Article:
Your Story: The Persistence of Grief


Strong in Body, Strong in Mind aims to address all over health, including mental health. As you know, physical and mental health are closely related. Losing a loved one is considered a significant life stressor. That means it can have lasting effects on your physical and mental health. Dawn Ross is a palliative care nurse who addresses grief from both sides of the story in this article about grief.

The Persistence of Grief

September has always been a month in which I feel restless. I think it’s the start of the school year, the start of all the kid’s activities; it makes me feel like I should be starting something too. The September of 2008 I was feeling particularly uneasy. I was moody, would tear up for no apparent reason, couldn’t sleep well, had my “normal” September restlessness, but it was much worse. I couldn’t get a handle on why I was feeling so ill at ease.

Midway through the month, it dawned on me. I was grieving. September of 2007 I had cared for my maternal Grandmother during a short illness, and it had become evident that she was not going to get better. She died before the week was up. With the help of her niece and daughter, I cared for her at home. It was sad when she died, but she had had a long good life, and I had been able to grant her wish of staying home. Overall as good a death as it could be. I was okay with it, or so I had thought.

Wake Me Up When September Ends

Now, a little background on me that might make you think, “Well, duh, you should have been able to figure that out,” I am a Palliative Care Nurse. I work with people with terminal illnesses and try to improve their quality of life by controlling symptoms they experience. It’s my job to try to support them and their families through till the end of their life. I visit with grieving families after deaths and keep in contact with some for years if they need that support.

Caring for my grandmother was sad, she was a vivacious woman. She was energetic and fun, and she was 95. The week had started with her having a non-injuring fall while racing another elderly lady back to their apartments. “I was winning, Dawn Marie, but when I turned to see where she was, I fell.”

“Oh, Grammie, you never look back in a race!” and we laughed together. That was the kind of woman she was. Yes, she had flaws, we all have flaws. People who die don’t all of a sudden become perfect, but she was my “fun” grandmother. I loved her and long before her death had resolved any issues we had had.

How Grief Works

So why was I swept into feeling grief so deeply a year later? Grief is cruel like that. It doesn’t go away; it stays in us and can rear its head at any time. I could make a sidebar joke here about it being like the Chicken Pox virus in that way but that’s nursing humor, I regress.

It might be an anniversary of the death, a birthday, a holiday or a song. It can come back as viciously as when the death initially happened, or it can just hover around and in us so that we feel it every day. If the death is tragic and unexpected, we experience it differently than when the death is expected. When the death is by suicide, or there are unresolved issues it can become more complicated by other emotions like guilt.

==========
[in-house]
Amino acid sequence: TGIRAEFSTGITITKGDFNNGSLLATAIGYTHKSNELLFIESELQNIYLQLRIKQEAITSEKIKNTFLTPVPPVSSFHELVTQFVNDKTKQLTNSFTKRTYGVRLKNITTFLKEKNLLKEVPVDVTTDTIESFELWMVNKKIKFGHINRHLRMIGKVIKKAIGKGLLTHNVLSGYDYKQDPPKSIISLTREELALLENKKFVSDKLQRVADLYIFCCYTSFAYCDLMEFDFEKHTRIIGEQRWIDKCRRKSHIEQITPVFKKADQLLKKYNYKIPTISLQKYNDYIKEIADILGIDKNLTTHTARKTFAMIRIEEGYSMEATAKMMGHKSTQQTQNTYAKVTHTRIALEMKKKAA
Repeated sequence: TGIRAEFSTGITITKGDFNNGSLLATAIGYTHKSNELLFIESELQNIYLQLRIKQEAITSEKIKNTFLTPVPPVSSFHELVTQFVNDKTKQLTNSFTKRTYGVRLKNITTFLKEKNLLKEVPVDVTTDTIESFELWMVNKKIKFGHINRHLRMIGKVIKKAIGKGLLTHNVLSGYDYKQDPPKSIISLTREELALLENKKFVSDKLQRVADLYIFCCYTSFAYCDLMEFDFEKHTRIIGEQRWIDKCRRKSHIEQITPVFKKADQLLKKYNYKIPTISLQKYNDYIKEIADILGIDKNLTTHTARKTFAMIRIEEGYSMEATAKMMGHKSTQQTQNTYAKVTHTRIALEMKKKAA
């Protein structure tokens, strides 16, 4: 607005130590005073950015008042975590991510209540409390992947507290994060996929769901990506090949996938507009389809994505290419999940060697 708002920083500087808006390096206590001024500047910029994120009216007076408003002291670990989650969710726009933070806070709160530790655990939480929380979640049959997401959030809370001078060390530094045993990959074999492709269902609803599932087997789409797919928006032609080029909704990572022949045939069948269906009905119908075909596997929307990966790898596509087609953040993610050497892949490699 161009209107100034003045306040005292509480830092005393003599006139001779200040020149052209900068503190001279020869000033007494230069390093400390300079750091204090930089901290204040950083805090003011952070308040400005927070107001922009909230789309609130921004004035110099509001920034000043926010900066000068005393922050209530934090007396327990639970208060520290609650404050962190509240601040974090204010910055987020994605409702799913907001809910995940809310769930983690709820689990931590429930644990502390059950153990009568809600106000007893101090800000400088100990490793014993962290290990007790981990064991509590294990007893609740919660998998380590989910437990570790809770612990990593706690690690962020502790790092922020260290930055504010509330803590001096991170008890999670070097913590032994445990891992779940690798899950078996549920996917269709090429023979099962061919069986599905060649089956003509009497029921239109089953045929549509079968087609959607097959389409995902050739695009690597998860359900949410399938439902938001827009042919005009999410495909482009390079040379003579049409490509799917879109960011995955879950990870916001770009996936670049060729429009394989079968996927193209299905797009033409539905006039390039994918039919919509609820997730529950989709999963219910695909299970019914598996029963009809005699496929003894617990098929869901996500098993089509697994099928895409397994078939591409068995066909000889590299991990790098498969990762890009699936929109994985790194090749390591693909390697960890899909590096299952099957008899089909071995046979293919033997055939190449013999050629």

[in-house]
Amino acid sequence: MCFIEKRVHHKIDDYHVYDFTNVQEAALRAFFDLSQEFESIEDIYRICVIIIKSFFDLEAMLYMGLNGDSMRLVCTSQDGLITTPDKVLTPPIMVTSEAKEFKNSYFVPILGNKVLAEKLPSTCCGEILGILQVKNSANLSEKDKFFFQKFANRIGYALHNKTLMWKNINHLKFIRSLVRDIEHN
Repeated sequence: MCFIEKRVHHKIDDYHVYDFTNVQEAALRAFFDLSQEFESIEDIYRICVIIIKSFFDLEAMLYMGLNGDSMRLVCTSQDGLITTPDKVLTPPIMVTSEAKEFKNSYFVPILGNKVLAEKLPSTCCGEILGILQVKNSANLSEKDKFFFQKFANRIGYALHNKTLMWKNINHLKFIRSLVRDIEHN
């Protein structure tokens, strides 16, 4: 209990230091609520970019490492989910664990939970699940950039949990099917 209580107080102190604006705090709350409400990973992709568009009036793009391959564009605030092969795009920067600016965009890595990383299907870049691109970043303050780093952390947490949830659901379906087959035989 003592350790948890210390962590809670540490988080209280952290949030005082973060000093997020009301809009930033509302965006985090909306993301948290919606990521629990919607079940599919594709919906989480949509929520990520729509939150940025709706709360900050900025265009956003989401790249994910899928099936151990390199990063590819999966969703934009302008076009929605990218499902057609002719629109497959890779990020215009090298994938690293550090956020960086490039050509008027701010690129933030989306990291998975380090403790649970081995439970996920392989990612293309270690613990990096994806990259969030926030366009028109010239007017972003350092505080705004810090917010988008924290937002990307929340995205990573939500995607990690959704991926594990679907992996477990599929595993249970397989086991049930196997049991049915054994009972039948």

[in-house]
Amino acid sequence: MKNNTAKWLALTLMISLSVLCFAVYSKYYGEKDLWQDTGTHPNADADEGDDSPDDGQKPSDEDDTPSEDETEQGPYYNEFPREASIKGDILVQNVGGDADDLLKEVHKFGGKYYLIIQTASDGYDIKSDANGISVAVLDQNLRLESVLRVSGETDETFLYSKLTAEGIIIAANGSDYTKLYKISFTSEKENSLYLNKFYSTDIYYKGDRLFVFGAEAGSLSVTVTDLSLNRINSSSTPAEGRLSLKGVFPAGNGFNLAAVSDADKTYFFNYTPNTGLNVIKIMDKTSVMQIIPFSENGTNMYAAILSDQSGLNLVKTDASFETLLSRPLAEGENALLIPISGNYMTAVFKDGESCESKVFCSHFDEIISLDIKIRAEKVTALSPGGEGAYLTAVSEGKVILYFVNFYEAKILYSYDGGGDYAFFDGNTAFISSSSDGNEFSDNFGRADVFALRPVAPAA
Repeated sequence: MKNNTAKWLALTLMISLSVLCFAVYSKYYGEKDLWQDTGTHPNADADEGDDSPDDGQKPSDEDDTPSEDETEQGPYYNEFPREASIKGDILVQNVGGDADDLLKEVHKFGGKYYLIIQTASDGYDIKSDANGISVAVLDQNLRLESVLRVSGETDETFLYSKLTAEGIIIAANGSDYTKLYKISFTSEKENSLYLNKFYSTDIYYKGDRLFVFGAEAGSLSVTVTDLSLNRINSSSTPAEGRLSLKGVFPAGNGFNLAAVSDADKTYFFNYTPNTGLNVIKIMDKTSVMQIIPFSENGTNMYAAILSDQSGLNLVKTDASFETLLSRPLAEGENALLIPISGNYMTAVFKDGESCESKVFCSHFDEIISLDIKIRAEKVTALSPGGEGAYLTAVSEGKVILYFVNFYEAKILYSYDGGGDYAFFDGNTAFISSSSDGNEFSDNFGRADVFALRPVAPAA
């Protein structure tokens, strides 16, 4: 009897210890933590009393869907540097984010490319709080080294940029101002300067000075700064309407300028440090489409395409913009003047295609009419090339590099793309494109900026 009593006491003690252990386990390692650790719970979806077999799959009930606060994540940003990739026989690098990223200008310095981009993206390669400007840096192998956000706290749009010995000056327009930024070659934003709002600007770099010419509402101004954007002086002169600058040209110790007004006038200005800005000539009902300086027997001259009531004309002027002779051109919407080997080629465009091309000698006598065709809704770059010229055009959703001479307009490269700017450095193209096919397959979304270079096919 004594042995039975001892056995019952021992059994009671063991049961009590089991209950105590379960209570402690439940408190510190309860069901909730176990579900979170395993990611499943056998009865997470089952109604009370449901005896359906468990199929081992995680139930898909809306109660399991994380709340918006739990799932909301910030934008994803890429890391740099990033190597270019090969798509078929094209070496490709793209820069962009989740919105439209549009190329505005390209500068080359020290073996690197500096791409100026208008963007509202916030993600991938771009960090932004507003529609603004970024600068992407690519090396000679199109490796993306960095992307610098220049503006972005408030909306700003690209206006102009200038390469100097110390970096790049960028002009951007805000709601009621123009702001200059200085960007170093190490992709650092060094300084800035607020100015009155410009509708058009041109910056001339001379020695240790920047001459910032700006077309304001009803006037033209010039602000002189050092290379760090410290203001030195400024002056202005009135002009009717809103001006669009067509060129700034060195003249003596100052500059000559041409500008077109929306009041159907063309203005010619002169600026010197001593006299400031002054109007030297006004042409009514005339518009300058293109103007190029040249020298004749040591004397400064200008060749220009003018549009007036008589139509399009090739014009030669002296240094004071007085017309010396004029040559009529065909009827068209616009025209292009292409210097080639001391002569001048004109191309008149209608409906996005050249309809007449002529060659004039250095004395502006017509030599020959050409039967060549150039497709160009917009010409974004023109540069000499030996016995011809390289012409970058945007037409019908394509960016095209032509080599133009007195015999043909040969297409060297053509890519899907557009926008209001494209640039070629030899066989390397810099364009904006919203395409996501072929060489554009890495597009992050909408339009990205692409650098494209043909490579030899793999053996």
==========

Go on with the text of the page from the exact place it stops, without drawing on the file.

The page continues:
A dear wise friend of mine pointed out once how almost everyone has some form of grief: men and women who divorce, people who have lost their homes in disasters, people whose pets have died. We live in a safe country; imagine the grief you live with growing up surrounded by war. She also pointed out how complicated it can be for some people, the drunk driver who kills a family, for example. Society has some strong ideas on “who” is allowed to grieve. Empathy sometimes only stretches so far.

Grief and Our Health

Grief can affect our physical health. It can cause us physical pain. There are lots of studies that discuss working with people with unresolved grief and addiction issues. Dr. Gabor Mate is a physician and author that worked in East Vancouver with the addictions population; he discusses that relationship in some of his writings. People can also actually die of a broken heart (scientific name is stress-induced cardiomyopathy).

Grief is Love

I often do a few follow-up visits with my families after the death. The first one may be the day of or a few days later just to check in. They are often living in a very surreal world at that point. Trying to do arrangements and such but sleep deprived and almost in shock at times even though we had been preparing for this (anticipatory grief).

The next visit or call is a few weeks later to check in once the visiting relatives have left. I talk about self-care, eating and try to healthy food, water, sleep and exercise (a walk not a marathon). The message is now it’s time to care for yourself if you were ignoring that at all (although it is my ongoing message). People grieve differently: some people get busy, some sit and cry. I think in the year after my Grammie died I picked up and carried on once the funeral was over and forgot a key piece of information I heard teacher Stephen Jenkinson say “Grief is the love you feel for someone who has died.”

Septembers have gotten better.